Queen Elizabeth II on Sunday becomes the first British monarch to reign for 70 years, heralding the start of her Platinum Jubilee year despite her retreat from public view.
But the landmark date this weekend will see little fanfare, as the 95-year-old monarch traditionally spends the anniversary of the death of her father in private.
The sovereign’s record-breaking reign as head of state began when she was aged 25 and watching wildlife in a remote part of Kenya with her husband, Prince Philip.
She has since become the one constant in an era of rapid social and political change, a figurehead of modern Britain and a living link to its post-war and imperial past.
The Queen — who regularly tops surveys as the most popular royal — on January 23 flew by helicopter to her sprawling Sandringham estate in eastern England.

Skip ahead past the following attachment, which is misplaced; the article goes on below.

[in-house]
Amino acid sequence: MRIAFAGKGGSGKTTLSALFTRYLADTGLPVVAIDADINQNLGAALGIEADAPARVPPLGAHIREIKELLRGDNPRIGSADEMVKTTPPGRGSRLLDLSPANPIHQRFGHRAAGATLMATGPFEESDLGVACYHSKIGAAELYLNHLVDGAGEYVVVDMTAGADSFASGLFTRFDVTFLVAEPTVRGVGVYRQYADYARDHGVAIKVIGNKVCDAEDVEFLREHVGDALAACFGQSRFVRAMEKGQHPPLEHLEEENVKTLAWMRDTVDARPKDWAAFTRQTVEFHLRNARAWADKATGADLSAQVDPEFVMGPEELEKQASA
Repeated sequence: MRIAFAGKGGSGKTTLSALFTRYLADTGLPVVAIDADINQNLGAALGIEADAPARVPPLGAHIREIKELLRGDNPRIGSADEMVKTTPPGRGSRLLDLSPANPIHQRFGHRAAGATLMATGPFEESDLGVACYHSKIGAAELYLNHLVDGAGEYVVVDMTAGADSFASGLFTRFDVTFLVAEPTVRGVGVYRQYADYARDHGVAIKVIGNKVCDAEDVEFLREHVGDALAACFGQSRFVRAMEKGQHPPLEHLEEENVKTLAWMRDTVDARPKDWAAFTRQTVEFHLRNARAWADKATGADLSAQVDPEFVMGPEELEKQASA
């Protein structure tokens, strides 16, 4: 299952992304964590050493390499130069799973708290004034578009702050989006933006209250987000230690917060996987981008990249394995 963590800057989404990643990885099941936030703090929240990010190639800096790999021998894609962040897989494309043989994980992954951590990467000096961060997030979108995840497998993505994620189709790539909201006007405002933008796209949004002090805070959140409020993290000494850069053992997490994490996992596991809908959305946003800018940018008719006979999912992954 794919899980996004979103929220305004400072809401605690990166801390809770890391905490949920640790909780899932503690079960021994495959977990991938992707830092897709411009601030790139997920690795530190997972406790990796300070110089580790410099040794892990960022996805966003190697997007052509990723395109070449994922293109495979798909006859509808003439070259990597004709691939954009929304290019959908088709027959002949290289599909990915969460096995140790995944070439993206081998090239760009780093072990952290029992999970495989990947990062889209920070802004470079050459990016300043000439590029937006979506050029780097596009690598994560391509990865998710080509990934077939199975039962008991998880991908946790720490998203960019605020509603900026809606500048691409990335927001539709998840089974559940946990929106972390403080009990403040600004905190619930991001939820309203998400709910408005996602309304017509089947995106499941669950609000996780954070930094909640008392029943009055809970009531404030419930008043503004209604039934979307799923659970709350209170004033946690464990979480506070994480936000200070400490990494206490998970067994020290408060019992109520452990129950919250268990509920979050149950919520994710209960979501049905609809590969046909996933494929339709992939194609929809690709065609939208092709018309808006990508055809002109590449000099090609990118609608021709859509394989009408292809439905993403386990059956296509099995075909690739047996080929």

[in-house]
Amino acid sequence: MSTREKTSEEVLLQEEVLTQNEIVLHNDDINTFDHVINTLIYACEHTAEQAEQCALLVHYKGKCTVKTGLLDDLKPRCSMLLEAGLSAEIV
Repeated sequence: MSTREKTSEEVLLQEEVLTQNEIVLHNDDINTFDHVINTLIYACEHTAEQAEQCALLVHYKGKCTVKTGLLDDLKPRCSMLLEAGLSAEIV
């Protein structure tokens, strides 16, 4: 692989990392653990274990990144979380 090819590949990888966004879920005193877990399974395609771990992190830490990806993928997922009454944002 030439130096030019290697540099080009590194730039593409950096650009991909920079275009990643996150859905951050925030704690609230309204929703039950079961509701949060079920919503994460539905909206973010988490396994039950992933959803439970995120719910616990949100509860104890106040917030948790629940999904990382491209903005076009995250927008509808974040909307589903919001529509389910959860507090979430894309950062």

She had been due to stay at Sandringham House with close family over Christmas and the New Year but the annual visit was postponed because of surging cases of Omicron.
No public engagements are expected on Sunday, in keeping with previous years.
But four days of festivities are planned for early June, including a military parade and a music concert, street parties, a mass attendance picnic and a “Platinum Pudding Competition”.
Commemorative coins have been minted to mark the unprecedented milestone.
At Sandringham, the queen is staying at Wood Farm, a five-bedroom cottage that was favoured by her late husband after he retired from public life in 2017.
According to British media, Prince Philip spent his time there reading, painting and walking, in more modest surroundings away from liveried servants and royal pomp.
The queen travelled to Sandringham by helicopter and was photographed in the back of a Range Rover, wearing a silk headscarf printed with birds.